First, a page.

Creating GitHub Release
The last step in this project is to create a GitHub release containing the completed version of your assignment. This is a common part of the software development process - once we are completely ready to go, we can package our code and make it available for others. We’ll cover the process of actually packaging our code for deployment later in this chapter, but for now we’ll learn to create a release on GitHub that we can submit for this project.
Git Commit and Push
Before we create a release, let’s make sure our code is completely up to date. So, like before, we’ll start by checking the status of our Git repository to see the files we’ve changed:
In that list, we should see everything we’ve updated listed in red. Next, we’ll add them to our index using this command:
git add .
And then we can review our changes using the status command again:
If we are satisfied that everything looks correctly, we can commit our changes using this command:
git commit -m "Unit Tests and Code Coverage"
And finally, we can push those changes to the remote repository on GitHub using this command:
There we go! We’ve updated our repository once again, and are ready to create a release
To create a release on GitHub, we can click the handy link to the right of our repository that is labeled “Create a new release”:
So, let’s click that link to create a new release. On the page that appears, we have a few things to fill out:
- Tag Version: GitHub support the use of “tags” which can be assigned to individual commits to make them easy to find. GitHub requires each release to be associated with a tag, so we can create one here. See the discussion below for thoughts on good versioning practice. For now, we’ll use “v0.1.0”
- Release Title: This is the title for this release. It can be anything, but it is recommended to be easy to understand. In this case, we’ll use “Example 1 Submission”
- Describe This Release: The description can have more information about the release, such as any known bugs or issues. This is a place where you can add comments for the instructor and anyone else who will be reviewing your releases. For now, we’ll just put “Everything works!”
- This is a pre-release: Since we don’t intend for this program to be used officially, we should always checkmark this box on our projects.
Once we’ve filled out that page, it will look like this:
Finally, we can click the Publish Release button to create our release!
Creating version numbers is actually an important topic to discuss in software development. As we continually make changes to our code, how can we keep track of changes that are compatible with previous versions, or major updates that break old functionality?
One way is through the use of Semantic Versioning . Semantic versioning involves creating a three-part version number that looks like this:
So, when we used “v0.1.0” in our tag, we are stating that our code is at MAJOR version 0, MINOR version 1, and PATH 0.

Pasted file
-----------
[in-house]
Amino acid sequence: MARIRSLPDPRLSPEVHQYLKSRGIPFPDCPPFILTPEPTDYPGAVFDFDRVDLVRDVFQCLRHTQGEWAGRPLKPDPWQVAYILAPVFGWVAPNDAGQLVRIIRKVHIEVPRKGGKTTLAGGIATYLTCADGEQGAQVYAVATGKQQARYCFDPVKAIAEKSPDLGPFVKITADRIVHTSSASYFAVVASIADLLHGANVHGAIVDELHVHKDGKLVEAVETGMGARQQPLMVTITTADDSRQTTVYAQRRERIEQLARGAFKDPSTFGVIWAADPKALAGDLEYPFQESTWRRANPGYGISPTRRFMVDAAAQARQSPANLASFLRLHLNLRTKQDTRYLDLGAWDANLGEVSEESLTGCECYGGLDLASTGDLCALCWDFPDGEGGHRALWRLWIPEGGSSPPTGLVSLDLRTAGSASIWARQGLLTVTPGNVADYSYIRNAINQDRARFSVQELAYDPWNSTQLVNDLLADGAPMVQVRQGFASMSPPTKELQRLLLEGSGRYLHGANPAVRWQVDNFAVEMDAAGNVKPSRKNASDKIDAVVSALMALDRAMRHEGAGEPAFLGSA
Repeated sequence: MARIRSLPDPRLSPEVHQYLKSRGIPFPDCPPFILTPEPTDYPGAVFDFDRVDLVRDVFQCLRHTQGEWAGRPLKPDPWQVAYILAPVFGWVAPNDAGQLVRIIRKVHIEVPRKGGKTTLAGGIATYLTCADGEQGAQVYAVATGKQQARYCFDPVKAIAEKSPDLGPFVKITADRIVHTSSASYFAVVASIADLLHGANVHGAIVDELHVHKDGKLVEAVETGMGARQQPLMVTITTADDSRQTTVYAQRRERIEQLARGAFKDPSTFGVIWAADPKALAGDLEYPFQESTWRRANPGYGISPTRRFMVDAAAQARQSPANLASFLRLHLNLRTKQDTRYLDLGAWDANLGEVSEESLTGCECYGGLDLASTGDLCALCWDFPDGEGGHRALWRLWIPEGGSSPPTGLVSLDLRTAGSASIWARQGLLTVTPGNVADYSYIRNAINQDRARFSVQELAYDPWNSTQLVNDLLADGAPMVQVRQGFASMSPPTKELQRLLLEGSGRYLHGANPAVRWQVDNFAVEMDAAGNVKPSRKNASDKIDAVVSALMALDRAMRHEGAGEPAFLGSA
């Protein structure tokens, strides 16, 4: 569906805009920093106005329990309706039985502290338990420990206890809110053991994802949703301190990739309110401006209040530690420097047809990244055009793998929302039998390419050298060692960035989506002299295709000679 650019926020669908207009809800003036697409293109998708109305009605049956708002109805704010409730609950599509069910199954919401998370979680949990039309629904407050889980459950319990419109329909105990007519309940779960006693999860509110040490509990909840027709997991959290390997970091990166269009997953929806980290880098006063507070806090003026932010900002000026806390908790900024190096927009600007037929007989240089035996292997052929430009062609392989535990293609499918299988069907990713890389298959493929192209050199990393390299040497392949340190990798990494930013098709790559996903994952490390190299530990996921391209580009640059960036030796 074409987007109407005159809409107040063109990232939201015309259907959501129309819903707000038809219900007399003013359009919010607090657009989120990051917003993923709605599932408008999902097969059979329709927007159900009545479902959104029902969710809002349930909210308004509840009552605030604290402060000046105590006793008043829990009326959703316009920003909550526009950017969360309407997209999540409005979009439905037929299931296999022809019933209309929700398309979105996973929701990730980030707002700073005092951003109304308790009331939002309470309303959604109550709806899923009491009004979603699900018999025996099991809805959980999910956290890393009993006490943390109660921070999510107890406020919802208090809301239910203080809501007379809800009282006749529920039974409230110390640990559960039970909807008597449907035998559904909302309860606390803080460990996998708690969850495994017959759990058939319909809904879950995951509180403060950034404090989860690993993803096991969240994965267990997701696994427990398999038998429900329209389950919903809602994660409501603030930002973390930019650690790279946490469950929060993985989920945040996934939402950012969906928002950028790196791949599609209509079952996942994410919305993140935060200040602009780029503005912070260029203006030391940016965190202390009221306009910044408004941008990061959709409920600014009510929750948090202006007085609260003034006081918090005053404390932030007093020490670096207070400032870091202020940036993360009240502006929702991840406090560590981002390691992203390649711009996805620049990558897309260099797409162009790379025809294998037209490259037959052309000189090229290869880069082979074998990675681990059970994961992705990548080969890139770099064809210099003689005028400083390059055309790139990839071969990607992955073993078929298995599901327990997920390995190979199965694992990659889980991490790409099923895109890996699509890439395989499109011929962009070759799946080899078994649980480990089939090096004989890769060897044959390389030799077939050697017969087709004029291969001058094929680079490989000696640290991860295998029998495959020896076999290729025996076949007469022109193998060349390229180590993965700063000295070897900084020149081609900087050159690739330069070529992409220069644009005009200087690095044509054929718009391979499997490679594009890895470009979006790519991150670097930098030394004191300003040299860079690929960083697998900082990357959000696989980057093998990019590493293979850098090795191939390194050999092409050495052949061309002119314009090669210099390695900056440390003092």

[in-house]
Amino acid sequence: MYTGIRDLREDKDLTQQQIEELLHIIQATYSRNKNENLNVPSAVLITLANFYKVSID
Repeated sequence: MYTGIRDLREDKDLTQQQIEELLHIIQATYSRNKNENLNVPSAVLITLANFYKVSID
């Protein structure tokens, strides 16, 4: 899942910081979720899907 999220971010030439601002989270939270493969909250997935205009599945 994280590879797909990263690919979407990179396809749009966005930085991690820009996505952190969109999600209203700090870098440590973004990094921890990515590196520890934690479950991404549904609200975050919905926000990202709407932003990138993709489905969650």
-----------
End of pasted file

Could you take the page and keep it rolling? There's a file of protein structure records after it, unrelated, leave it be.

Then, following the rules outlined on the Semantic Versioning website, we would increment those numbers following these rules:
- MAJOR version when you make incompatible API changes,
- MINOR version when you add functionality in a backwards compatible manner, and
- PATCH version when you make backwards compatible bug fixes.
So, let’s say we realize we made a mistake in our project and want to resubmit it. When we create that new release, we would use “v0.1.1” to denote that it is a bug fix on a previous release. As we add new features in new projects, we would increment the MINOR version number. Finally, if we completely restructure the project and make it so that old functionality no longer works, we would increment the MAJOR version number.
Throughout this course, we’ll use Semantic Versioning to help us keep track of the progress of our various projects.
Submitting the Release
Finally, we are ready to submit this project! To do that, all we have to do is copy the URL from GitHub that includes our release tag. To find that, we can click on the Tags link at the top of the page:
Then, we can click on our release tag from the list:
That should take us to a page containing the release. From there, we’ll need to copy the URL from our web browser. For me, my URL looked like this:
Notice that it has the “v0.1.0” tag at the end - that’s the URL we need!
Then, we can find this assignment in Canvas, and submit the URL as our project. That’s all we need to do! From there, the instructors and TAs will be able to access our work via GitHub, and we can continue to work in Codio if we need to make a change and resubmit it later.
We may also need to mark one or more items as “done” in the Canvas modules list to get access to the next content.
However, before we get too exited, there is one more page to review. This next page will give you an idea of what the actual milestone requirements for a project in this class might look like. So, review the next page and make sure your project meets the requirements listed before finalizing your submission. You can always create a new release and submit a new entry in Canvas until the assignment is locked.